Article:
- Associated Press - Thursday, November 3, 2016

BOSTON (AP) - Tens of millions in out-of-state dollars have been pouring into Massachusetts to try to persuade voters to support or oppose the four questions on Tuesday’s ballot.

Of the more than $52 million raised by groups on both sides of the initiatives, more than $37 million has come from organizations and supporters based outside Massachusetts, according to an Associated Press review of reports filed with the state Office of Campaign and Political Finance.

Question 2, about allowing the state to expand the number of charter schools, has had the most aggressive fundraising. Of the nearly $24 million raised by backers, more than $18 million came from out of state.

The largest donor to the pro-charter school question, the New York City-based Families for Excellent Schools, gave about $15 million. It’s unclear from campaign finance reports where the group’s money comes from, and a spokesman for the group declined to detail that.

“Families for Excellent Schools is a nonprofit organization,” spokesman Will Herberich said in an email. “Our mission is to organize parents and their allies and run campaigns to change education policy.”

Opponents of the question, who have raised more than $14 million, pulled in about $6 million from outside Massachusetts, the bulk of it from the Washington-based National Education Association, a teachers’ union, which contributed more than $5 million. Opposition to the question has largely been funded by local and national teachers’ unions.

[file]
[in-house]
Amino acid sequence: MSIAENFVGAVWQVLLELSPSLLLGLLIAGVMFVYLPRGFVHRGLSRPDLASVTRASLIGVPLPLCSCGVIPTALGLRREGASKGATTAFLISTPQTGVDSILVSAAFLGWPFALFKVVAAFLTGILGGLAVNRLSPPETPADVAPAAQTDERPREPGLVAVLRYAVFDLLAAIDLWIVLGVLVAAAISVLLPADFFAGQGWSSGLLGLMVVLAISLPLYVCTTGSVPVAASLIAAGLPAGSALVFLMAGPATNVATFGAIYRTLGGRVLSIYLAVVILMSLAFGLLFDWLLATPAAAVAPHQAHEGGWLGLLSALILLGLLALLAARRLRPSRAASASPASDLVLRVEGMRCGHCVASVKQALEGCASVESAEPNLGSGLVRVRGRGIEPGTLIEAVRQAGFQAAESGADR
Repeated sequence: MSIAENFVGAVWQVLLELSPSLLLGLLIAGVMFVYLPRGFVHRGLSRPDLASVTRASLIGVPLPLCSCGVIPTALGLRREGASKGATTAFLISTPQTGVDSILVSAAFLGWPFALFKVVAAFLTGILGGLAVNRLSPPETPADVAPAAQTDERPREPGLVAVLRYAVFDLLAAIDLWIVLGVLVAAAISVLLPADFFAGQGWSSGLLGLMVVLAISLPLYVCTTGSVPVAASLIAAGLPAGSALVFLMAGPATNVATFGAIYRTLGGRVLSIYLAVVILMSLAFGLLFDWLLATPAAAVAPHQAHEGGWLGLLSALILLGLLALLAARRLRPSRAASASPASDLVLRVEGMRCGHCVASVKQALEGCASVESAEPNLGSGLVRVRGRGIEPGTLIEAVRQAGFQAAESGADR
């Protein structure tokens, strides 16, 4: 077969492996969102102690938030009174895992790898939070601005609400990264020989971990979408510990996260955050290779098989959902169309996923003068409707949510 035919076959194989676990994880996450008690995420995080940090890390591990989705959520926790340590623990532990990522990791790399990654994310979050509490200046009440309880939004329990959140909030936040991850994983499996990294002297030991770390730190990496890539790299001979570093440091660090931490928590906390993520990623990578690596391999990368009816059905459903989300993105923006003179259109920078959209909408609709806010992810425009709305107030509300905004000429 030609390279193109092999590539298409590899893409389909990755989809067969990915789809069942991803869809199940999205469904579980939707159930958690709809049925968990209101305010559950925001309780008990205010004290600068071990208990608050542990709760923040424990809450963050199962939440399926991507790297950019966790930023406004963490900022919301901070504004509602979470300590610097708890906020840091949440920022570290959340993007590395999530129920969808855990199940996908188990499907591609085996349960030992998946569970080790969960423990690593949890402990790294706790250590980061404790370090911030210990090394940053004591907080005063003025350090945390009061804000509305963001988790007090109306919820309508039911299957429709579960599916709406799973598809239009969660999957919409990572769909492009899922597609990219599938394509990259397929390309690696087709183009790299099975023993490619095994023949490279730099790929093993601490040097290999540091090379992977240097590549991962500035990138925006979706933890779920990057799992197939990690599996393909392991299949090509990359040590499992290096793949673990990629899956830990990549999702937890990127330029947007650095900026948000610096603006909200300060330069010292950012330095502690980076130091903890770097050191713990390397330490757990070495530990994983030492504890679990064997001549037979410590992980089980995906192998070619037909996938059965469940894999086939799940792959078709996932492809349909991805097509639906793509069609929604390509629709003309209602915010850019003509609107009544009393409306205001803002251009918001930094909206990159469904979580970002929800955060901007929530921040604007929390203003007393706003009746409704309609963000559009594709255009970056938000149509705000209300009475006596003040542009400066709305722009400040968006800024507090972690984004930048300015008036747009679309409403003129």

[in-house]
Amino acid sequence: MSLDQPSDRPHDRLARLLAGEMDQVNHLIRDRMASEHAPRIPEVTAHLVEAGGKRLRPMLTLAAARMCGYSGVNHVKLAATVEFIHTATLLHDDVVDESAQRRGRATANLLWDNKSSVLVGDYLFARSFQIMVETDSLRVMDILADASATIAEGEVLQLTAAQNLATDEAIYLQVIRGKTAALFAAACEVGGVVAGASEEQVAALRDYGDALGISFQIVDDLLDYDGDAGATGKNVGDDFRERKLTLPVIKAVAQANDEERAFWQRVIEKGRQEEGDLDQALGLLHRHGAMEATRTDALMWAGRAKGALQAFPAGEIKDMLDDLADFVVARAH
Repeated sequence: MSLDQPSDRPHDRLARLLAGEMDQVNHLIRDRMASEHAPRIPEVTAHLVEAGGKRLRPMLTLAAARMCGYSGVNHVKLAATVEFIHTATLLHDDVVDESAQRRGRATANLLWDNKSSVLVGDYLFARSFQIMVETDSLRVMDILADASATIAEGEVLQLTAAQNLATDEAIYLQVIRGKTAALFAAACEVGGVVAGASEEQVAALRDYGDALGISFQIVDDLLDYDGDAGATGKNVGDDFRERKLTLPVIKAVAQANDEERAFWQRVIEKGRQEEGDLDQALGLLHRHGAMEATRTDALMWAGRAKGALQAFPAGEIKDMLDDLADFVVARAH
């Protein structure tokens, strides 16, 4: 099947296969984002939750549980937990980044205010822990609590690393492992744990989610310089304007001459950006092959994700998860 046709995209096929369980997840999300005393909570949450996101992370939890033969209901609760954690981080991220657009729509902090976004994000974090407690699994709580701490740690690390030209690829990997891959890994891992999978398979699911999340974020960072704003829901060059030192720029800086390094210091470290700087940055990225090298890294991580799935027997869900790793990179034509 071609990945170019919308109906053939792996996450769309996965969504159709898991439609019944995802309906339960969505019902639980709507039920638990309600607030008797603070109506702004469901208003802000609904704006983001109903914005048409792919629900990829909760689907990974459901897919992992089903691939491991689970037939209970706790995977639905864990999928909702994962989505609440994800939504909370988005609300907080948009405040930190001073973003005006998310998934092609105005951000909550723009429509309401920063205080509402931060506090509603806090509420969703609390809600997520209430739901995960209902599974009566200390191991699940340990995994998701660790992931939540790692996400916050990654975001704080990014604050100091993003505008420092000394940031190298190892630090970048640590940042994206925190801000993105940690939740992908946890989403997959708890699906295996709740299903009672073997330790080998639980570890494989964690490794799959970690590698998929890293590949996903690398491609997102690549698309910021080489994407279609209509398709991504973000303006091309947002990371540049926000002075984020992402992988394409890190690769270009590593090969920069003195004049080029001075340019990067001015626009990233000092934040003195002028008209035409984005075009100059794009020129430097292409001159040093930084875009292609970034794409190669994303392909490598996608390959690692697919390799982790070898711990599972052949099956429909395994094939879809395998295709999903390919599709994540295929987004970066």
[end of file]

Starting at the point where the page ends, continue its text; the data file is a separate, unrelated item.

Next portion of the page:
A hefty portion of the money raised by both sides has helped cover television screens across the state with ads touting the benefits or pitfalls of allowing the state board of education to add up to a dozen new or expanded charter schools each year outside of existing caps.

As of Oct. 31, the pro-charter Great Schools Massachusetts had spent nearly $18.6 million on broadcast television ads, according to data from the Center for Public Integrity. That’s compared with about $12 million spent by the Campaign to Save Our Public Schools, which opposes Question 2.

The sheer level of fundraising for the four ballot initiatives this year is striking.

By comparison, the money raised for the 2016 questions outstrips all the fundraising combined for the 10 ballot questions put before voters in Massachusetts from 2010 to 2014, according to the AP review.

The second-costliest ballot question fight this year also relies heavily on out-of-state donors.

Supporters of Question 4, about whether to legalize the recreational use of marijuana, have raised more than $6.3 million, nearly all of it from outside Massachusetts. The largest donor is the Washington-based New Approach PAC, which was created by Peter Lewis, the late founder of Progressive Insurance and a longtime advocate of easing marijuana laws.

Opponents have raised nearly $3 million, including a $1 million donation from Sheldon Adelson, CEO of Las Vegas Sands, who grew up in Massachusetts.

Supporters have spent about $3.4 million on television ads, compared with just under $1 million by opponents.

Question 3, about whether to ban the sale of eggs and other food products from farms where animals are confined to overly restrictive cages, also relies on out-of-state donors.

The Maryland-based Humane Society of the United States has donated $2.4 million of the $2.6 million raised by supporters. Of the $301,000 banked by critics, $100,000 came from the Washington-based National Pork Producers Council.

Nearly all the $3.3 million in support of Question 1, about letting the state license another slots parlor, came from outside Massachusetts, including $2.5 million from the Delaware-based Capital Productions LLC and two other limited liability corporations based in Florida.

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